HCAOA Legislative Committee Discusses Federal Updates & State Issues Such as New Florida PDN Requirement
Last week, HCAOA’s Legislative Committee met to discuss federal updates with Lobbyist Patrick Cooney and to share state advocacy efforts with lobbyists and state chapter leaders.
Cooney provided an update on President Biden’s Human Infrastructure plan, cautioning that it appears compromises are in the works to reduce the initial price tag of $3.5 trillion down to less than $2 trillion for social safety net expansions. This reduction seems to be the only way the Democrats can get all their members on board in supporting the plan that calls for mandatory Pre-K, increases child care tax credits, and hopefully expands home care. Cooney said that it looks like the Medicaid HCBS expansion will be reduced from $400 billion to something less than $250 billion.
The committee was also briefed on the Choose Home Care legislation that would create a new Medicare benefit to expand home health to include services such as 360 hours of personal care.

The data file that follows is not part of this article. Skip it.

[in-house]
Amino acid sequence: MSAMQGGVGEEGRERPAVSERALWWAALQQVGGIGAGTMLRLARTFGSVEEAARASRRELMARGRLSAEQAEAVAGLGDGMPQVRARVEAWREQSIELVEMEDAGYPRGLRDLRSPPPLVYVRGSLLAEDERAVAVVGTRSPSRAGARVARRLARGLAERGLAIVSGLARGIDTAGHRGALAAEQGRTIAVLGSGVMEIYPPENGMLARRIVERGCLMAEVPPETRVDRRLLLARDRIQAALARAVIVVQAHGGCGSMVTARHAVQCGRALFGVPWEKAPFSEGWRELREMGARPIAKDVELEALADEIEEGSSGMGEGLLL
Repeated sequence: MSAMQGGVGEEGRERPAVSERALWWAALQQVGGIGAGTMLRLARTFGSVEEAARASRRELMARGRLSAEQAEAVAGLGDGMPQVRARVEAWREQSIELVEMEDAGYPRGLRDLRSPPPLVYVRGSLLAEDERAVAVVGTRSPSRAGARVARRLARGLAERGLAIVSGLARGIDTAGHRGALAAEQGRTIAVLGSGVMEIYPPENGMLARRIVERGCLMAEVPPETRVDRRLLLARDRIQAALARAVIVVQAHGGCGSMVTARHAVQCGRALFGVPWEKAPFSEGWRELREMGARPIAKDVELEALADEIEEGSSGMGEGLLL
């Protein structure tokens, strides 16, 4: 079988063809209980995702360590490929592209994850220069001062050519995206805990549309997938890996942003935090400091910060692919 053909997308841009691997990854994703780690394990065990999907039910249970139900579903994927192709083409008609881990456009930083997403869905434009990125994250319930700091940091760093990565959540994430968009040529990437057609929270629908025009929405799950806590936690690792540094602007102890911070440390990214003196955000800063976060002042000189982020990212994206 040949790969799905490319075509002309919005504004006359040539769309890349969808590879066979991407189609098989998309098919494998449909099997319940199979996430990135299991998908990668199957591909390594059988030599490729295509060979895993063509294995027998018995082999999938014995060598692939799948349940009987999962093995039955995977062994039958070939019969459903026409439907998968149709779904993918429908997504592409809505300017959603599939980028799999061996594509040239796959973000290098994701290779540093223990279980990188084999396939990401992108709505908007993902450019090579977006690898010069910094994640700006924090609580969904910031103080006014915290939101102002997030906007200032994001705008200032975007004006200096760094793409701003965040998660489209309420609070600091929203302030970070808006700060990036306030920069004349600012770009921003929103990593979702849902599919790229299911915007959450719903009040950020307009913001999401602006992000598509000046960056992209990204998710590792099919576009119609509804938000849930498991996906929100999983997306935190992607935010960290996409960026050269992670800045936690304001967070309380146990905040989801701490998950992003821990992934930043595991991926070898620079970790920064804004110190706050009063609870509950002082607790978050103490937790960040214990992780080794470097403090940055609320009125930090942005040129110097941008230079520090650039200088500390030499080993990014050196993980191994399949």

“This would be a great opportunity for our members who provide personal care. Many home health agencies have indicated that they would turn to personal care agencies to meet the personal care hours requirement,” said HCAOA Executive Director Vicki Hoak. “We should support this and do whatever we can to educate our legislators about its benefit. It is also another indication that Medicare is finally recognizing the importance of non-medical services and their value in improving health outcomes.”
Cooney also provided an update on the Credit for Caring Act (S.1670/HR 3321), which has bipartisan support. Members were reminded that the House Ways and Means Committee included this proposal in their version, advocacy must continue to ensure this tax credit for family caregivers remains in the Biden package.
The committee then turned its attention to a Florida issue that has many agencies who private duty nursing, primarily for children with complex medical needs, concerned. Since Florida lifted a moratorium on Medicare-certified home health agencies, the state is now denying Medicaid provider enrollment applications when the agency is NOT Medicare-certified. For agencies doing private duty nursing, there is no need for Medicare certification because these agencies do not bill Medicare, making this requirement unnecessary.
HCAOA is working with members and state officials to address this issue. If your agency has encountered this issue, contact Vicki Hoak at email@example.com.